Though it boasts an amazing cast, and a theme song that nearly anyone will recognize, this sci-fi re-boot isn’t as captivating as I expect, and want, it to be. For two reasons, I’m going to write more about the production aspects of the film than writing a proper review. Story wise, this film is the re-boot of a franchise that has an impressive following to say the least.
Star Trek (2009) Film Review
It stars Chris Pine as James Kirk, the cocky son of the heroic man who saved over eight hundred lives – including those of his mother and himself – when he went down with a starship battling the captain of a now disbanded tribe. Years later, Kirk’s life coincides with Captain Pike (Bruce Greenwood) who once knew James’ father. Issued a dare, Kirk joins the cadet program, a choice that will test his mettle in ways he’s not been challenged. Intersecting with his life is that of Spock (Zachary Quinto), a brilliant Vulcan whose questionable paternity leads him to leave his tribe and Bones (Karl Urban), a dedicated physician and James best friend.‘STAR TREK’ (2009) #FWarchives Click To Tweet
What I first saw him in, I don’t know but Chris Pine is an actor I like in leading roles. Because of its high praise and the cast, why it had to take me four years to finally see this, I don’t know. Let me start out by clearly saying, I like the movie. A lot. Many of its quirks are pure brilliance though I cannot say the same for the script. It seems mediocre in many of its story elements. Probably the greatest, most engaging surprise was the humor. How well it carried the film was wonderful. It’s difficult to balance humor against nail-biting suspense unless you are Star Trek. The effort is one of many rewards since it plays as if it is actually effortless making the suspense less important while the audience gets caught up in the character’s not the pulse-pounding excitement which plays second string.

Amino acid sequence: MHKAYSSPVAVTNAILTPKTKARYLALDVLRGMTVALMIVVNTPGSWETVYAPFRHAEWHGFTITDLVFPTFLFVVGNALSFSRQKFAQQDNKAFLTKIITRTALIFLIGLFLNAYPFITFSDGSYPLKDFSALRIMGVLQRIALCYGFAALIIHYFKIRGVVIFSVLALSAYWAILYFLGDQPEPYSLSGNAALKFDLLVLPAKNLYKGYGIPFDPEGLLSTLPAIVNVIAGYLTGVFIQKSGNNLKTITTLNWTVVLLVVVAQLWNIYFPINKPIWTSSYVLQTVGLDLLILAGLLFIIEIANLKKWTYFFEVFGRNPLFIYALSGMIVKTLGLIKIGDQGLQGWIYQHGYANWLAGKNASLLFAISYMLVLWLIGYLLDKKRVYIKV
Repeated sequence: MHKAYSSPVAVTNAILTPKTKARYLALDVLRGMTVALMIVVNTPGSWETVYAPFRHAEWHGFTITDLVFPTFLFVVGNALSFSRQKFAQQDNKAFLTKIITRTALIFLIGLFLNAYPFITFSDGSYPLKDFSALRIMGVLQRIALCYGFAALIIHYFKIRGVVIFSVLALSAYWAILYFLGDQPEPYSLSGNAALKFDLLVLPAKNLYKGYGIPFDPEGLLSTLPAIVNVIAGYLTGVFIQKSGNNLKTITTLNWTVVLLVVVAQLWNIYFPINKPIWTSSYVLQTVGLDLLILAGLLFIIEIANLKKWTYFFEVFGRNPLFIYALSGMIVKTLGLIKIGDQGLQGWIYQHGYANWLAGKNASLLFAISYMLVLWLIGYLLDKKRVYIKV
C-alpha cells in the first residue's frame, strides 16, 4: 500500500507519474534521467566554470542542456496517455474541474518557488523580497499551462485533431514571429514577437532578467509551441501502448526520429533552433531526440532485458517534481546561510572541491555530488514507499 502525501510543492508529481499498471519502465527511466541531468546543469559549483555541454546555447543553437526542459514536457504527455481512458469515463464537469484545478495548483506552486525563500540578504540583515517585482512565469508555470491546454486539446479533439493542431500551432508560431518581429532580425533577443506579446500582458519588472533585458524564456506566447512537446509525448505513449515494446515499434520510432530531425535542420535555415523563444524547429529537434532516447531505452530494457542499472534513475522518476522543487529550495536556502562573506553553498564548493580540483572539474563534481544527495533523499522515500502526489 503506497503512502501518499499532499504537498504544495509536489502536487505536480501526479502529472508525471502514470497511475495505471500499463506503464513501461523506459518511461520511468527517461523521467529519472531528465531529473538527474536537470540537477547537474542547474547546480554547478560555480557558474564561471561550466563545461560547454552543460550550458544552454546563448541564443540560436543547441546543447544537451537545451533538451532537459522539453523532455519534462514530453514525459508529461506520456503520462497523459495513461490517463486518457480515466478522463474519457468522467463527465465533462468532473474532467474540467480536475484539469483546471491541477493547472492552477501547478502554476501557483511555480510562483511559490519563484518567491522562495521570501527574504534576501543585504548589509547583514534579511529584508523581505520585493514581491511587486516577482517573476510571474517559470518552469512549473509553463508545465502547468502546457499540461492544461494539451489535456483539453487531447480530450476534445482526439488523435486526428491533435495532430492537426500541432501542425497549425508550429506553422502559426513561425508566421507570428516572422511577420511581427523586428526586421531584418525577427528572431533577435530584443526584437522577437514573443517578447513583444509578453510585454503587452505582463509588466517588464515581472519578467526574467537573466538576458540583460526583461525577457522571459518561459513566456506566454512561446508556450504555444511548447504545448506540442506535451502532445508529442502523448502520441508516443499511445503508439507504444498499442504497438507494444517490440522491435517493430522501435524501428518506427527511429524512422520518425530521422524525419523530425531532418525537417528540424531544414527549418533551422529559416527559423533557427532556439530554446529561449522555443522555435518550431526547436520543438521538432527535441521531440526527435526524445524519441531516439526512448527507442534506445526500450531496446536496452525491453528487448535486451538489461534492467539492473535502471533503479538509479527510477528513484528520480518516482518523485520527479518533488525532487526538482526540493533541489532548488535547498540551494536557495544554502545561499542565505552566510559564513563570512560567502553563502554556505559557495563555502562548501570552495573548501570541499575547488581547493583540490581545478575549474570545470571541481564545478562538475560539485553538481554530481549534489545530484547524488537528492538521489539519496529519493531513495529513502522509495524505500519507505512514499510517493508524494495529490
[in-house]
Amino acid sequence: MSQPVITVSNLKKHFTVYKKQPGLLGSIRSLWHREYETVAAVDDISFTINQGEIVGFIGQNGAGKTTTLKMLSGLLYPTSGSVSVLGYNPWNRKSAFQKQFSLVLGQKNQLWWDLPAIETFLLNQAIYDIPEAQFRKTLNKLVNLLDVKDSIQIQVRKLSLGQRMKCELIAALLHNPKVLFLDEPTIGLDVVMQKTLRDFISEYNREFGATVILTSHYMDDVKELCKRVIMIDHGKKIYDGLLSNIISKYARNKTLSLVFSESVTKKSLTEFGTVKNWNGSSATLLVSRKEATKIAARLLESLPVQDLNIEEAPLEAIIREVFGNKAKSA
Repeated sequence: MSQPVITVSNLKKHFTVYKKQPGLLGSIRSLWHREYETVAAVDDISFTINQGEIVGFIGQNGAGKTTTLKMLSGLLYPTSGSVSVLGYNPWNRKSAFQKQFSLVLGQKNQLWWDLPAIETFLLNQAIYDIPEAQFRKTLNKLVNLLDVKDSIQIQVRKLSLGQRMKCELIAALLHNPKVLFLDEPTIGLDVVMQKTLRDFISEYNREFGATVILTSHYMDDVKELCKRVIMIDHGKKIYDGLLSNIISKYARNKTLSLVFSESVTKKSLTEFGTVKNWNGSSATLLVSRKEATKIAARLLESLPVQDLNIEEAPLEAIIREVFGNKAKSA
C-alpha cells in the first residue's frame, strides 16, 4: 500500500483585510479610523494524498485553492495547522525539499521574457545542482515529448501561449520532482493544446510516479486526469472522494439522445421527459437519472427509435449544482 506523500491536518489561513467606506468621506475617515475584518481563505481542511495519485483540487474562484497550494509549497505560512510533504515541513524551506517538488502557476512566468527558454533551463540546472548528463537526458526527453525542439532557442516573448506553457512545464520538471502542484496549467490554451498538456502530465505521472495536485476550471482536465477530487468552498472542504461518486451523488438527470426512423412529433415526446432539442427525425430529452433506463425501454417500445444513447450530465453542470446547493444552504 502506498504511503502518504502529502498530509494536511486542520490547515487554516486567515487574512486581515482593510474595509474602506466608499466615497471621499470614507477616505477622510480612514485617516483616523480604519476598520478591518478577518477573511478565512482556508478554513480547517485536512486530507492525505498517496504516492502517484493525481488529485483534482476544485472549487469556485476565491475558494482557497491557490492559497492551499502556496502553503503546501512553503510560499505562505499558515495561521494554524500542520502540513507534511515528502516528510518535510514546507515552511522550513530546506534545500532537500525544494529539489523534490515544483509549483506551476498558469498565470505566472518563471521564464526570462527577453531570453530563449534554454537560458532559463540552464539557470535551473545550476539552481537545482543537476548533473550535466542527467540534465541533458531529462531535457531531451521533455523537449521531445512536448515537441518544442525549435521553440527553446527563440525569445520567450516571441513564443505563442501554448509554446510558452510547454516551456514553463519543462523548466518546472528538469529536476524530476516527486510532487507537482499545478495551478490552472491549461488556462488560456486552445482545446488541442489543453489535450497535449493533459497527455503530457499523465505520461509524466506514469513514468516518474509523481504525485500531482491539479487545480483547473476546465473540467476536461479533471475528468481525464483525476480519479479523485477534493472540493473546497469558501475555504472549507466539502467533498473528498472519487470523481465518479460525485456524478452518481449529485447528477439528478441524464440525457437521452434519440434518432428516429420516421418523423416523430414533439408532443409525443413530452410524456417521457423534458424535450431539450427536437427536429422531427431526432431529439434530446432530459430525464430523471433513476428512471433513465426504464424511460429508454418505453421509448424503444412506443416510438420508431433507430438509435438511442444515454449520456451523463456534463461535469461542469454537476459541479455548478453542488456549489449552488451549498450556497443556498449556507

FILM REVIEW | ‘Star Trek: Into Darkness’ (2013)
Special effects are really impressive and in particular the rescue mission in the final moments has selfless heroism and some nail-biting uncertainty. The pacing keeps up, and in addition to a solid ending that doesn’t fizzle out, it also opens with a strong, emotional set up. In spite of that good climax, it’s the cast who keeps this movie going. Pine and Quantino are excellent as is the supporting cast, including a nearly unrecognizable Eric Bana. This is true for everyone except perhaps Zoe Salanda whom is more expendable than important; something that normally wouldn’t be a point of contention other than as a means for bit of cute romantics. Then there is the script which is a mix up of bitter rivals, and futuristic predictions come in just when you think you have a grasp on who is who and the part they play.
Putting aside any flaws, this made for a fun night of entertainment and is one that I’ll look forward to seeing again. It has charisma in ways most movies never achieve and it is also a part of a legendary series that likely took the genre of science fiction to new heights. As the first in a re-booted series, Star Trek is an excellent piece of film work; curiosity for ‘Into the Darkness’ is now something to anticipate. Despite all of its spectacular effects, comedy and other frivolity, I’m remiss to not share its greatest error. Killing off Chris Hemsworth in the first fifteen minutes; I don’t know if that is a forgivable offense. *wink*
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You can find Star Trek (2009) digitally on Amazon Video
CONTENT: There is a brief sensual scene between Kirk and his date [he is on her bed, both are in their underwear before he is
forced to hide when her roommate returns]. There is an early scene of childbirth [non-graphic]. Various characters die; Kirk gets into a fistfight and someone captures and tortures another man. The movie is PG13.